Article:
Workers clean up on October 18 after a tree falls on Peak Road. Seven passengers were injured when a tree fell on a bus travelling on The Peak as Hong Kong felt the effects of Typhoon Nesat. Photo: Jelly Tse
Winnie Tang
Winnie Tang

Hong Kong can prevent deaths from falling trees with better government coordination

  • Those responsible for dealing with dangerous trees have received more staff and advanced technology in recent years, but poor internal coordination is keeping the problem from being solved
Falling trees and branches have crushed cars and killed people in recent months, making this urban hazard a public concern again. The Tree Management Office (TMO) was established under the Development Bureau in 2010 to coordinate departmental tree maintenance.

However, accidents involving falling trees have been a regular occurrence for years. Why does this continue? Is it because of insufficient staffing or advanced technology? Rather, the cause could be poor internal coordination.

Different government departments are responsible for managing trees in government facilities. By the end of 2021, more than 1.5 million trees in areas with high pedestrian and vehicular traffic, coordinated by the TMO, were under nine core departments. These include the Highways Department and Leisure and Cultural Services Department – each managing more than 550,000 trees – as well as the Architectural Services Department and the Water Supplies Department, which manage 145,000 trees each.

A 2015 Development Bureau study found large staffing shortages in the horticulture industry and projected that an additional 2,000 staff would be needed by 2018, more than half of whom would be skilled workers. The government set up an education subsidy scheme, and more than 18,000 people have attended training.

Looking at the numbers, there should be no staffing issues. However, the increased workforce has not reduced the incidents involving falling trees. From 2018 until the end of October 2022, there were at least 200 individual tree failures per year and as many as 350 one year.

Meanwhile, the government has adopted advanced technologies to aid tree assessment, aerial photography for inspections and more. Last year, the Development Bureau took over a smart system by Polytechnic University for monitoring tree conditions.

Firefighters attend to a tree that fell on Pok Fu Lam Road near HKU MTR station in 2015. Photo: Nora Tam

The sensor system keeps track of about 8,000 trees. Once the tilt of a tree exceeds 15 degrees, the system sends an alert to the responsible team. The system detected dozens of trees in danger of collapse during a three-year trial period starting in 2018, and the government has organised another three-year pilot programme for it.

Unfortunately, none of the trees involved in collapses this year had the sensors. Each sensor costs an estimated HK$800 (US$103), and the projected cost of expanding the system to every tree in busy locations is HK$1.2 billion. Whether that cost is justified is debatable, but even if the money is spent, poor coordination among government departments means the situation is unlikely to improve.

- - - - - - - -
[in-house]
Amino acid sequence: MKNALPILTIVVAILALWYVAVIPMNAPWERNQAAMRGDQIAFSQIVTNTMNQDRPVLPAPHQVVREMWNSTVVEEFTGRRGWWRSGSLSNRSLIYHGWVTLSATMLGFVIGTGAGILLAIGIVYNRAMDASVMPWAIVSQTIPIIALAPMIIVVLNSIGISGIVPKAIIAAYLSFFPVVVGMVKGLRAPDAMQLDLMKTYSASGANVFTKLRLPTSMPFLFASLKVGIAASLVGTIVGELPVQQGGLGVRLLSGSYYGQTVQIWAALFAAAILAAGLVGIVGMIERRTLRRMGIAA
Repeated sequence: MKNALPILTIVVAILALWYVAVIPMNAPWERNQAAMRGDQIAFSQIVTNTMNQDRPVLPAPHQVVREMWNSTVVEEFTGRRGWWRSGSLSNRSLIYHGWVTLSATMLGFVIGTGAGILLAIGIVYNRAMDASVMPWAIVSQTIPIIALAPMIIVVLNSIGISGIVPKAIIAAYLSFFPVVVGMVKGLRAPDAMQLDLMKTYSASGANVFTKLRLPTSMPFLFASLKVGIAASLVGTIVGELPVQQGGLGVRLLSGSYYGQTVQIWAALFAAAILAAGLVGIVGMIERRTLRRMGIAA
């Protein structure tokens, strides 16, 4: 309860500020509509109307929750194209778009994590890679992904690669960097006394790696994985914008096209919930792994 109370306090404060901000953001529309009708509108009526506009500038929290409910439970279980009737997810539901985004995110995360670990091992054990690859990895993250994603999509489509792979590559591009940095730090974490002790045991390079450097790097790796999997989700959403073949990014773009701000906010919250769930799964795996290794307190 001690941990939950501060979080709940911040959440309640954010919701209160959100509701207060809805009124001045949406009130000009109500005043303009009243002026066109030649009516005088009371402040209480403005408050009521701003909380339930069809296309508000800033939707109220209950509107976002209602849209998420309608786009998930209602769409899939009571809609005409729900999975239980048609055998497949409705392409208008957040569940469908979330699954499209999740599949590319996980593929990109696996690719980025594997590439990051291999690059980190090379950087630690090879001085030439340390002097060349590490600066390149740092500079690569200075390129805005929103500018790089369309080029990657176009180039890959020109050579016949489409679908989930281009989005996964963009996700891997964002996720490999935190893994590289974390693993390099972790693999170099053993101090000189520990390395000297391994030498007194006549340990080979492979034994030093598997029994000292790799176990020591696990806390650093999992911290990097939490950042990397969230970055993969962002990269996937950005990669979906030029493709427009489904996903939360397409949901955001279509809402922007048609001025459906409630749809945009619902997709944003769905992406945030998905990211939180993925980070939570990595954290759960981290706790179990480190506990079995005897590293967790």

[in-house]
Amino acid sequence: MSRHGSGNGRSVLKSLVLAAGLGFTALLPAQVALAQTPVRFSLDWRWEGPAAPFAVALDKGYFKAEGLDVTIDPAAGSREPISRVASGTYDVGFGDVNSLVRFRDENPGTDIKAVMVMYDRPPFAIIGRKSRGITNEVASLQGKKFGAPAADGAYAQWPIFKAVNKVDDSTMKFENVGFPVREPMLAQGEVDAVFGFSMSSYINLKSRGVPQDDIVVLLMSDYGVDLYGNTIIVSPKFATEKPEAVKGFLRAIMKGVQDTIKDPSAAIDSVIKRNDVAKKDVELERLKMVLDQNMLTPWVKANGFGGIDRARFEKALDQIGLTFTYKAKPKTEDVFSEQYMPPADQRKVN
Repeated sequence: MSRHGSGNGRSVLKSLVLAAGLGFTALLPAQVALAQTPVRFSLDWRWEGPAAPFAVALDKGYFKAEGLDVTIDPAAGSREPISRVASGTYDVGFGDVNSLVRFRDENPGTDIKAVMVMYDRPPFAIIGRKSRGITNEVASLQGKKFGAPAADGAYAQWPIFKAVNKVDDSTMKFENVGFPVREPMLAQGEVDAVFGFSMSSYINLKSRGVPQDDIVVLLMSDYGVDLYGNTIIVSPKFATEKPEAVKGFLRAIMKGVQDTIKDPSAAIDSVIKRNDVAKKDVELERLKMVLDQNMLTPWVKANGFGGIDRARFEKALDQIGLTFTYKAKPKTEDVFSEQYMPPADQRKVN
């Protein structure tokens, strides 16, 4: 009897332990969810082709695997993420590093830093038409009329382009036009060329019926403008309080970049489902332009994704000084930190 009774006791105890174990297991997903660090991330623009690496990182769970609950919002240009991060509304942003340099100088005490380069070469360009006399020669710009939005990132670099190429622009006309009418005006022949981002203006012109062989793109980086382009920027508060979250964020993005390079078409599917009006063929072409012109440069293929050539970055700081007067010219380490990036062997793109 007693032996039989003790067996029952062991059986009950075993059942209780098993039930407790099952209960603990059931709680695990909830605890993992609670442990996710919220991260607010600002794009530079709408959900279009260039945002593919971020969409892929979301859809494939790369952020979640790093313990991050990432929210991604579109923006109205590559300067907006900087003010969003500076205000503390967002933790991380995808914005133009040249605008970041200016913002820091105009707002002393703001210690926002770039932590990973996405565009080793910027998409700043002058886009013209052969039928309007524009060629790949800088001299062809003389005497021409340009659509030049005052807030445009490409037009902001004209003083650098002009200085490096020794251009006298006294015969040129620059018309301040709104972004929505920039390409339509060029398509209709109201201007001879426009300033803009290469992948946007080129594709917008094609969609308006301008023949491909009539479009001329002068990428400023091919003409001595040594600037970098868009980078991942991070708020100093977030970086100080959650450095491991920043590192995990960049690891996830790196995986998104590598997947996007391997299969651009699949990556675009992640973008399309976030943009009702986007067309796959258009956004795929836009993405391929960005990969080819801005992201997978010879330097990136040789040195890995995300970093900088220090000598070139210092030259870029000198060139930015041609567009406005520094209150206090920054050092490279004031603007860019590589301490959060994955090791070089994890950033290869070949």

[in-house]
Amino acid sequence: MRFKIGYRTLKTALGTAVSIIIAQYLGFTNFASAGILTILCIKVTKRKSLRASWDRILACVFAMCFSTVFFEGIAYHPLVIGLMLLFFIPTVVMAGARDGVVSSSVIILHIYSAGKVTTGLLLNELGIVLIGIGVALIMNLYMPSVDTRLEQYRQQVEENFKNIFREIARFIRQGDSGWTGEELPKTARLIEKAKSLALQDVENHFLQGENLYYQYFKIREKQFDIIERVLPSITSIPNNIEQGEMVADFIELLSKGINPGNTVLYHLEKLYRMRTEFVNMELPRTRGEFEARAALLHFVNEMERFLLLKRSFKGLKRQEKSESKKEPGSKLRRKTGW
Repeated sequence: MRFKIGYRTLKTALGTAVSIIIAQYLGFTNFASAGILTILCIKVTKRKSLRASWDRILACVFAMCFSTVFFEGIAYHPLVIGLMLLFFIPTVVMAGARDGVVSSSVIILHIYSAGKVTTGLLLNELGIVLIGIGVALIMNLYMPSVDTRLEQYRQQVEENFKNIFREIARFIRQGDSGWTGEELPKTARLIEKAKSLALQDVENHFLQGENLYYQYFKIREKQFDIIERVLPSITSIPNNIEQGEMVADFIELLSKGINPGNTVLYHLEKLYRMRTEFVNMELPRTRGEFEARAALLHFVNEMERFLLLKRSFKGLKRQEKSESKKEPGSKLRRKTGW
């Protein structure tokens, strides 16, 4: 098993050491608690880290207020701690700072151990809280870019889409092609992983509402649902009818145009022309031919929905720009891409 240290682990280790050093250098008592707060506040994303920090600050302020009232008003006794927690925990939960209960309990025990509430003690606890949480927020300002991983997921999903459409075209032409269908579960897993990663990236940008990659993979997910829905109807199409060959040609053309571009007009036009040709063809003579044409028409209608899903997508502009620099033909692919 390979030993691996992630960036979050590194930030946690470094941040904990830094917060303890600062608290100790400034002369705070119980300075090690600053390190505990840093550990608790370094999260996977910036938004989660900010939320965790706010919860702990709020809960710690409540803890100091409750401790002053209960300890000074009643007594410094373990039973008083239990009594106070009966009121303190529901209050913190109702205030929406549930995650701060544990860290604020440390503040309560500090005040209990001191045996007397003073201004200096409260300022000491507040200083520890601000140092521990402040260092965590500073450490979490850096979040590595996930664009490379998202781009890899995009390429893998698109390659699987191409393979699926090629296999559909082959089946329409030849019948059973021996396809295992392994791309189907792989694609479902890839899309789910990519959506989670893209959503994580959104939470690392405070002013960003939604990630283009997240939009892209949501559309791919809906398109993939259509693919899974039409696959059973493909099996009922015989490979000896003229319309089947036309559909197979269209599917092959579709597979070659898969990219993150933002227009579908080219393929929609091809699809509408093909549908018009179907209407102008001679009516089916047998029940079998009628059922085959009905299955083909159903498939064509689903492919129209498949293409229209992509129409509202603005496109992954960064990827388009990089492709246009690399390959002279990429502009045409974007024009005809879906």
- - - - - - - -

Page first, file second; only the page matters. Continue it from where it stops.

While the TMO has mechanisms to handle disputes over tree management responsibilities and division of labour, there is a lack of accountability. A recent media report said villagers in Yuen Long found a dangerous tree two years ago and contacted several government departments, but they received no response and none were willing to take responsibility. The Leisure and Cultural Services Department only acted to remove the tree after the media report.

Helper’s death highlights lack of progress on tree management

The Ombudsman noted in October that the 1823 hotline had received more than 2,000 complaints about trees as of March this year, with 80 per cent unresolved for 90 days or more. These delays are not incidental.
Many departments are involved in the process of dealing with dangerous trees, from inspections and receiving complaints to closing off locations and pruning or cutting trees. Strong central coordination is crucial to more efficient collaboration.

There are good examples of central coordination. The government developed the Common Operational Picture (COP), a digital platform to help various departments communicate with each other in real time on incidents related to natural disasters.

A tree limb sits on a police vehicle on Gloucester Road in Wan Chai as Typhoon Hato hits Hong Kong in 2017. Photo: David Wong

Since 2019, the Security Bureau has joined more than 30 other bureaus and departments in holding annual interdepartmental tabletop exercises. Many departments took part in the exercises to improve preparedness and collaboration in response to typhoons, floods and other severe weather.

The recent tree collapses show there is no real-time notification mechanism among departments and that the TMO lacks a powerful coordination tool. As a result, we lost human lives.

The authorities should act quickly by using the COP to efficiently deal with incidents when they occur to stop them from developing into a tragedy. Doing so will help rebuild public confidence in the government.

Dr Winnie Tang is an adjunct professor in the Department of Computer Science, Faculty of Engineering; Department of Geography, Faculty of Social Sciences; and Faculty of Architecture at the University of Hong Kong